The Greening of the Brownfields
By Dave Fehling, StateImpact Texas
For developers of housing or commercial projects in Texas, bringing contaminated, blighted lots back to life can be full of challenges. But sometimes it works; for example, one developer has turned a toxic site into a waterfront neighborhood.
These “brownfields” are some of the ugliest places in Texas: Old industrial properties where there’s often toxic waste still in the soil and groundwater.
With cities like Dallas and Houston redeveloping their urban cores, brownfields are a growing concern.
In one of those transitional neighborhoods a couple of miles east of downtown Houston where new townhouses sit next to abandoned houses, some carpenters are making repairs to one of the old homes.
Across the street is a huge vacant lot, nothing but grass, surrounded by a security fence with signs that say “Contaminated” and “No trespassing.” The site was once used to recycle toxic waste. Thousands of drums were left behind, tainting the soil and groundwater.
But then, in 2006, in the first deal of its kind, the EPA worked out an agreement with a Houston developer.
The developer agreed to buy the Superfund site and pay to finish the cleanup. The intent was to someday build hundreds of homes here.
But six years and an economic downturn later, not all has gone as planned. The contaminated soil has been removed, but the groundwater remains a concern.
The Houston company, Fenway Development, said in an email, “Technically, this site is not ready for redevelopment at this time and we are considering our options.”
John Slavich is a Dallas lawyer who has guided hundreds of brownfield projects through long and complicated legal processes.
The most challenging, Slavich says, are those Superfund sites, often the most seriously polluted of all, and whose clean-ups must meet demanding federal standards.
“They are much more difficult, and in fact I rarely work on those sites just because you go through a long, arduous bureaucratic process,” Slavich said.
By contrast, brownfield sites overseen by the state of Texas can have less stringent cleanup requirements.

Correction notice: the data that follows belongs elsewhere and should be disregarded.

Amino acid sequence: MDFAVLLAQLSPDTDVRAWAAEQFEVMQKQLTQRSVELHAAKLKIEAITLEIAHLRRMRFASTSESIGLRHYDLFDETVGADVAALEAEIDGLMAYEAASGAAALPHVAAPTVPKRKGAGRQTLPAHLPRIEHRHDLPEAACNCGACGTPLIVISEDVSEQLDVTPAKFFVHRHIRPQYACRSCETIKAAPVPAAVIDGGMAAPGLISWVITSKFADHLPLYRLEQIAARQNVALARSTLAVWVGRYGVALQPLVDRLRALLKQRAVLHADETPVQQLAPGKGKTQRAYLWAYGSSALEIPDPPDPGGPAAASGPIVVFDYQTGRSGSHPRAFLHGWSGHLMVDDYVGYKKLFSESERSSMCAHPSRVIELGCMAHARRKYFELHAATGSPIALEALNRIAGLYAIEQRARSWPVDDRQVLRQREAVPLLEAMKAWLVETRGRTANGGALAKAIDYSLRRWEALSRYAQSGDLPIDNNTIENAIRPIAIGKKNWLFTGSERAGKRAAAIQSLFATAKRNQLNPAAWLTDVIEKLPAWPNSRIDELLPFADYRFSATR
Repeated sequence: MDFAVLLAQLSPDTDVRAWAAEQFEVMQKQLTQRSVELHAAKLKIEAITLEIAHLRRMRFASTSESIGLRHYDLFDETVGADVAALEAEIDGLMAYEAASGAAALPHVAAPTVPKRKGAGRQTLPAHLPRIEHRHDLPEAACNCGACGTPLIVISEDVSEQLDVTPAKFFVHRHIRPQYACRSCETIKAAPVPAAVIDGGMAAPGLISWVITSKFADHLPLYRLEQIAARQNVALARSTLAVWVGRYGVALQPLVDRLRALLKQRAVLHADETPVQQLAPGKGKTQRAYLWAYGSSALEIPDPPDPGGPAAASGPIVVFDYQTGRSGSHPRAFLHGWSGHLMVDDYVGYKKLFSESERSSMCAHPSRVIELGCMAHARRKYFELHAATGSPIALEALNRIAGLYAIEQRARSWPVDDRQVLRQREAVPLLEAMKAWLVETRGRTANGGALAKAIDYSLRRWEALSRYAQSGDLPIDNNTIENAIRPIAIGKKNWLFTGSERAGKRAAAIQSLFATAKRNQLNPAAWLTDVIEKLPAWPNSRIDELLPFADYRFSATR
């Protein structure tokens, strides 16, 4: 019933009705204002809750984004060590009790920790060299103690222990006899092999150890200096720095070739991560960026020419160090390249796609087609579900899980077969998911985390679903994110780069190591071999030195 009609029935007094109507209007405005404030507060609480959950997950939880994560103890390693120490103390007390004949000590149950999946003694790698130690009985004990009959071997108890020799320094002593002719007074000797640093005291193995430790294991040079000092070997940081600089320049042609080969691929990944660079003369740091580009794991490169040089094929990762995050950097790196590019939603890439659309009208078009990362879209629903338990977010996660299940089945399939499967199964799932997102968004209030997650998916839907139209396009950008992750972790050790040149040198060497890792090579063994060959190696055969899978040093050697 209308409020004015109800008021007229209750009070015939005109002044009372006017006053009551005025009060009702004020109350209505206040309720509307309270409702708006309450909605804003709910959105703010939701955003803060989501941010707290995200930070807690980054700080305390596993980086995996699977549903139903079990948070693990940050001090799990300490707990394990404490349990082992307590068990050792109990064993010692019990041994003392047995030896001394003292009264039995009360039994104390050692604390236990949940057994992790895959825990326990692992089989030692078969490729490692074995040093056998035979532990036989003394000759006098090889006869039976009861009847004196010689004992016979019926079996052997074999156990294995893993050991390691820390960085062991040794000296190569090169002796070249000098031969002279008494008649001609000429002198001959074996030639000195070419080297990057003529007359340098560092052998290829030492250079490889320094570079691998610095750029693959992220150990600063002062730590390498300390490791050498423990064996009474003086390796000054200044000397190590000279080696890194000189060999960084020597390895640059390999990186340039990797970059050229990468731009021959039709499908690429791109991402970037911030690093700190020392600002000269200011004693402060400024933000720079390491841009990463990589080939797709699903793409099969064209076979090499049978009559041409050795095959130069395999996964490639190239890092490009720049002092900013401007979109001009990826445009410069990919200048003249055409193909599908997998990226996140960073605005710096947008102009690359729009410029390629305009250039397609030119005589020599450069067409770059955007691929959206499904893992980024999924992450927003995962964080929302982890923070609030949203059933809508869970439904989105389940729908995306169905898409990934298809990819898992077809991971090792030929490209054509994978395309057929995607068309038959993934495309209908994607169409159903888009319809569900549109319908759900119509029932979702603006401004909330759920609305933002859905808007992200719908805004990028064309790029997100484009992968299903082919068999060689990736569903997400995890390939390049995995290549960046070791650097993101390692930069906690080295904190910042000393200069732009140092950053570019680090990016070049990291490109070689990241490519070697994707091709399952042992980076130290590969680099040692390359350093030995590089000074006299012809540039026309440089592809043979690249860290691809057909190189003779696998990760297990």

“But I do caution, brownfields aren’t for everybody,” said Robert Colangelo in Chicago, a national expert on brownfields.
He says it’s tough to bring them back to life, estimating that of some half-million brownfields nationwide, only 20 percent would ever make economic sense to redevelop. “There’s clearly sites that probably won’t be cleaned up in our lifetimes,” he said.
But in Texas, hundreds have been remade. Another company, Johnson Development, did one in Webster, near Galveston Bay.
“You can see what was there in this photo and you can see what’s here today,” said General Manager Bob Douglas. “There’s just no trace of it.”
Douglas was sitting in his pickup truck, looking at photos of what had been at the site where he’s parked.
“This was an old HL&P power plant,” he said. “The one structure here was, oh, maybe 10 stories tall.”
The power plant is now gone, brought down with dynamite in 2007.
But the old buildings weren’t all that needed removal. There were several pockets of contamination, some lead in one spot, some mercury in another. Tons of soil and a whole pond had to be removed.
Texas environmental regulators had to sign off on the cleanup.
“Nothing here from a heavy metals standpoint or anything of a toxic nature that would hurt you on this site,” Douglas said.
So far, 50 homes have been built on the site, with plans for 400 more, plus apartments and a marina.